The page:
French Interior Minister Gérald Darmanin has asked the U.S. government for greater intelligence sharing and warned of a resurgence in Islamic terrorist threats in Europe ahead of France hosting global sporting events in the coming year.
During a two-day trip to Washington and New York this week, the French minister asked for more efficient Franco-American counter-terrorism cooperation and claimed Islamic terrorism remains the biggest threat to national security in Europe.
“We have come to remind them that for Europeans and for France the primary risk is Sunni Islamist terrorism and that anti-terrorist collaboration between intelligence services is absolutely essential,” Darmanin said in an interview with Agence France-Presse.
“At a time when Americans may have a more national perspective in terms of challenges (today) — white supremacy, repeated shootings, conspiracies — they must not forget what appears to us to be the primary threat in Europe: Sunni terrorism,” he added.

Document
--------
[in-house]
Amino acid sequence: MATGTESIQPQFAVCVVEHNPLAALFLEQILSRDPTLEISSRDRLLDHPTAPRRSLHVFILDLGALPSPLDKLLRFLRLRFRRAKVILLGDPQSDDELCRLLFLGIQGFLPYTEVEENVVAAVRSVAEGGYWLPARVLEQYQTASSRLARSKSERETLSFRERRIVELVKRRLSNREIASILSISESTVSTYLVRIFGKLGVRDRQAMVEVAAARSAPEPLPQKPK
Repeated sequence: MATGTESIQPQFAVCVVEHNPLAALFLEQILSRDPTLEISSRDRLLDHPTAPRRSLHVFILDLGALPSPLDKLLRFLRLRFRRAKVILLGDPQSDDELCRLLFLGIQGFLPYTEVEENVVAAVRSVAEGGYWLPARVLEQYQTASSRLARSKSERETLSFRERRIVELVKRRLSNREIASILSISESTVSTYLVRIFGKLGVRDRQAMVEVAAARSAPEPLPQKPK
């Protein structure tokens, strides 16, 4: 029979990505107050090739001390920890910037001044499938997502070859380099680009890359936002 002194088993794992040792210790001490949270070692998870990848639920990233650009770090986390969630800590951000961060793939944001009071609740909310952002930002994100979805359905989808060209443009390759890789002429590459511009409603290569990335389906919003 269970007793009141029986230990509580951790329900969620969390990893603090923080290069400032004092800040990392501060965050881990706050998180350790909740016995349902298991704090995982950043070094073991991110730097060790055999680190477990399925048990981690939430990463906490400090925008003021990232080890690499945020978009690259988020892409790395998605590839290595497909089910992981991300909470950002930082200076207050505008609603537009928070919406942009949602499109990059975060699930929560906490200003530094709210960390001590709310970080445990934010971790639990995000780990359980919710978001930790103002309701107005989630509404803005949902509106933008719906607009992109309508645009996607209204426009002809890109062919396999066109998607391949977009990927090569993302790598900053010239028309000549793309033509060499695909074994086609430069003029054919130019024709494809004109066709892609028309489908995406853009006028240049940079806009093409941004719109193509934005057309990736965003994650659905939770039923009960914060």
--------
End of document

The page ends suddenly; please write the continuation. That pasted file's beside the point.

Darmanin was speaking ahead of his country hosting the Rugby World Cup later this year and the Olympics next summer.
He claimed there is yet again a risk of “Islamist terrorism,” which would again target France and her European neighbors, describing “an endogenous threat from people without networks but who, becoming radicalized, take action in a few hours, in a few days (…) someone who takes a knife, goes into a bakery and kills people.”
France has been a frequent target for acts of terror, both from external threats and homegrown radicalized attackers facilitated by mass immigration from the Middle East, and the historically liberal visa requirements afforded to its Islam-dominated former colonies in North Africa.
The severity of Islamist-motivated terror attacks peaked halfway through the last decade when attackers targeted a concert at the Bataclan theater, murdering 137 and injuring at least 416 people in November 2015. This was followed by a Tunisian Islamist terrorist driving a 19-ton cargo truck down the promenade in the southern city of Nice in July 2016; he rammed through a crowd celebrating Bastille Day, killing 86 people and injuring 434 others.